SEC investigating alleged insider trading of Massachusetts corp. by golfers

The Securities and Exchange Commission has announced that a group of golfers may have pocketed illegal profits on nonpublic information resulting in alleged illegal insider trading. There are also criminal charges pending. The allegations involve trading of shares of American Superconductor Corporation(AMSC), a technology company based in Massachusetts, based on insider information.

A federal grand jury on Friday indicted Eric J. McPhail of Waltham and Douglas A. Parigian of Lowell on criminal charges of conspiracy and securities fraud. The US Securities and Exchange Commission filed civil charges against Parigian, McPhail, and five friends on Friday.

At various times, the complaint says, the AMSC executive petitioned to keep McPhail as a member of the club and paid off a $6,000 gambling debt.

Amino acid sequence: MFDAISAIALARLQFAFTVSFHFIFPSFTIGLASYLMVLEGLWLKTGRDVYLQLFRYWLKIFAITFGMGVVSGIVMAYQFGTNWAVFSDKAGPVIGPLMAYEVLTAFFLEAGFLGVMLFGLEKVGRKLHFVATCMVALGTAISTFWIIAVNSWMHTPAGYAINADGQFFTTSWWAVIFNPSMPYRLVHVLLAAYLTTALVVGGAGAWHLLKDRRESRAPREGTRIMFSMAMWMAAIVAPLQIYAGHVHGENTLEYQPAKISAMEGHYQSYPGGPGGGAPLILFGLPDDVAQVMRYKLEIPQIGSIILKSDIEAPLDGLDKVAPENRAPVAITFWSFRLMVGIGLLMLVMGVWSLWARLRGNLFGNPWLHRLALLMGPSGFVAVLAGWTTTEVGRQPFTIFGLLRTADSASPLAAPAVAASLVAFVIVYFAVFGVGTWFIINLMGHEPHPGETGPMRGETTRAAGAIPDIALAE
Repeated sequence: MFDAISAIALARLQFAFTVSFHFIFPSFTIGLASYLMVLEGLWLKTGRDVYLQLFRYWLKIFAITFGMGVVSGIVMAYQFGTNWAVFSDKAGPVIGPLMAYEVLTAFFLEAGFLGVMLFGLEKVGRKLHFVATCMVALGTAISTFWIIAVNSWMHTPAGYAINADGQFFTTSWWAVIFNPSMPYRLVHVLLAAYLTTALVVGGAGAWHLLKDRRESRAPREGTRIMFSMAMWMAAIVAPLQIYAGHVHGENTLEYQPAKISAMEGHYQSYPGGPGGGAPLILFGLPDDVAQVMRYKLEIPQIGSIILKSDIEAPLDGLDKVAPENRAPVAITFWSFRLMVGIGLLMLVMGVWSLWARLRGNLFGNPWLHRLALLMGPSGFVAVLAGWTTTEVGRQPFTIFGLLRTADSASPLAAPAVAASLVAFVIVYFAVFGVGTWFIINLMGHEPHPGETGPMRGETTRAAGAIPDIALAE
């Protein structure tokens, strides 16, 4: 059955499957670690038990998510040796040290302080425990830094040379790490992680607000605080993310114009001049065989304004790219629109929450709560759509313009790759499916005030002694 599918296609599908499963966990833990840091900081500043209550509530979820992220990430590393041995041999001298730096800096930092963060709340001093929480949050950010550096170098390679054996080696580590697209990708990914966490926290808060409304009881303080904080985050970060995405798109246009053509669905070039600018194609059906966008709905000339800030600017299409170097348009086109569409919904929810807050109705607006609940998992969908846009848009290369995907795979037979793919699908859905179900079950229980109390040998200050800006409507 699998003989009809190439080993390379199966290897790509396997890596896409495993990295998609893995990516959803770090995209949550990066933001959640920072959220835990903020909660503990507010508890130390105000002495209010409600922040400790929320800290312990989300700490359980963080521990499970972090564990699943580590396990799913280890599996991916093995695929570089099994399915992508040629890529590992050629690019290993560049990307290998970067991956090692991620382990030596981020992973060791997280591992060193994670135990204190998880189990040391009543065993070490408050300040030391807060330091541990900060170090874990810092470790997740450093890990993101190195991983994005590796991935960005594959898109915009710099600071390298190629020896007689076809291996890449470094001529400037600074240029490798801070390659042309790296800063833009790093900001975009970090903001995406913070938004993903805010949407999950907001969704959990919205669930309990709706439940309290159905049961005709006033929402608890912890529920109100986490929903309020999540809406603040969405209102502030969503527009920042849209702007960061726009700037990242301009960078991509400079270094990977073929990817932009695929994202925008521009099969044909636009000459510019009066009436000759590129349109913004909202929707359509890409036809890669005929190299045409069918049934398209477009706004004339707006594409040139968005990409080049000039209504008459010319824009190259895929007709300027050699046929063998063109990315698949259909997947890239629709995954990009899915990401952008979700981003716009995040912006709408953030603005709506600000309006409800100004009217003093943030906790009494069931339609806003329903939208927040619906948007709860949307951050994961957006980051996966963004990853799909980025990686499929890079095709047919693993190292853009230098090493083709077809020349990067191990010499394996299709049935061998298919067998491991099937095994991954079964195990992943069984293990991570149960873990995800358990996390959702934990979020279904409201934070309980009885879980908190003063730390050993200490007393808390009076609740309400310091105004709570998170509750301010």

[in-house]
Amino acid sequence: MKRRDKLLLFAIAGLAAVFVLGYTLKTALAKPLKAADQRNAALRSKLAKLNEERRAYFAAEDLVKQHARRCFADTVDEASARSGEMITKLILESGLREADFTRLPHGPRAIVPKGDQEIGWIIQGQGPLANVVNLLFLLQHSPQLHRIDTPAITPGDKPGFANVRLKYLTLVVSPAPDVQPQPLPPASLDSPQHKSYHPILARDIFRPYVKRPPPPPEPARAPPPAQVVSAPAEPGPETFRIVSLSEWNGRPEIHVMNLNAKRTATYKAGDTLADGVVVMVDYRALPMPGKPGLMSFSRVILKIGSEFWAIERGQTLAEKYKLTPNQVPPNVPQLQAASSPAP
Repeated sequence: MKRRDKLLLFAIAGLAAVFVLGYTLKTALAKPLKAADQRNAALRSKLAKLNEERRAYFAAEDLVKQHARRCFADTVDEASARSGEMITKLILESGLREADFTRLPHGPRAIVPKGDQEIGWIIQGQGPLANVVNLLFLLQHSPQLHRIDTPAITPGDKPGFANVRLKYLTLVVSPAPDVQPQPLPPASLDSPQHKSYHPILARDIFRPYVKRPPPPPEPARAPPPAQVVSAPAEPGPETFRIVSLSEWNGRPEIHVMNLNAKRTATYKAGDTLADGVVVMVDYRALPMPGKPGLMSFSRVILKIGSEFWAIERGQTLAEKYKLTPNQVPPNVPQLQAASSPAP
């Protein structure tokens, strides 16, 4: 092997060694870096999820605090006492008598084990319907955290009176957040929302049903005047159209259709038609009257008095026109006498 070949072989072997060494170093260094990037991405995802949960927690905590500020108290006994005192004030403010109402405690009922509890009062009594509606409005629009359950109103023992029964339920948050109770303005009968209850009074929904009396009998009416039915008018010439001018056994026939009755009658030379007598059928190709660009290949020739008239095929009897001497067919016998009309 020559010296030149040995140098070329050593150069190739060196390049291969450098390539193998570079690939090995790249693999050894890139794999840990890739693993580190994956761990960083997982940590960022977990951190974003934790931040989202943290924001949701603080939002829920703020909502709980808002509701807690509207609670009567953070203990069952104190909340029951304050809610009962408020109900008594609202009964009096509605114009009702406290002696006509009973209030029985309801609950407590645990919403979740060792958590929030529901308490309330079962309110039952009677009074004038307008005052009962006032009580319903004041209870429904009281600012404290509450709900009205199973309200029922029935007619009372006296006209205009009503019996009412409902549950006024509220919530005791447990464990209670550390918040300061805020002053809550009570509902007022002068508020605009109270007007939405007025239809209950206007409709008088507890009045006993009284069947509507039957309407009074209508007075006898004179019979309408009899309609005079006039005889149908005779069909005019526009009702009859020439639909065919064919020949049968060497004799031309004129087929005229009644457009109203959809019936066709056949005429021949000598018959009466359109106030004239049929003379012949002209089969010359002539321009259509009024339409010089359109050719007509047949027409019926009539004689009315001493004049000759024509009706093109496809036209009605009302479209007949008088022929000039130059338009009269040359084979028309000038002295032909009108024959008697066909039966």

The SEC also says McPhail confided with the executive about his divorce and the terminal illness of a family member.

“The AMSC executive shared confidential information with McPhail because he believed McPhail would maintain its secrecy. When McPhail elicited information about quarterly earnings or other significant corporate news, the AMSC executive perceived his interest in AMSC’s business as interest in the executive’s life,” says the SEC report.

The complaint says, “In breach of the duty of trust and confidence he owed the AMSC executive, McPhail repeatedly misappropriated quarterly earnings information and other sensitive information about AMSC he learned from the executive prior to the release of the information to the public.”

The SEC relied on a long series of emails between McPhail and the other members of the “Golf Club” to use the inside information to make more than $554,000 in illegal profits.

Members of the group allegedly bought and sold shares of the company stock depending on the nature of the news. To leverage their returns, the group also used options, a security giving the purchaser the right, but not the obligation, to buy or sell 100 shares of a company’s stock at a certain predetermined price before a certain deadline.

Jeffrey Newman represents whistleblowers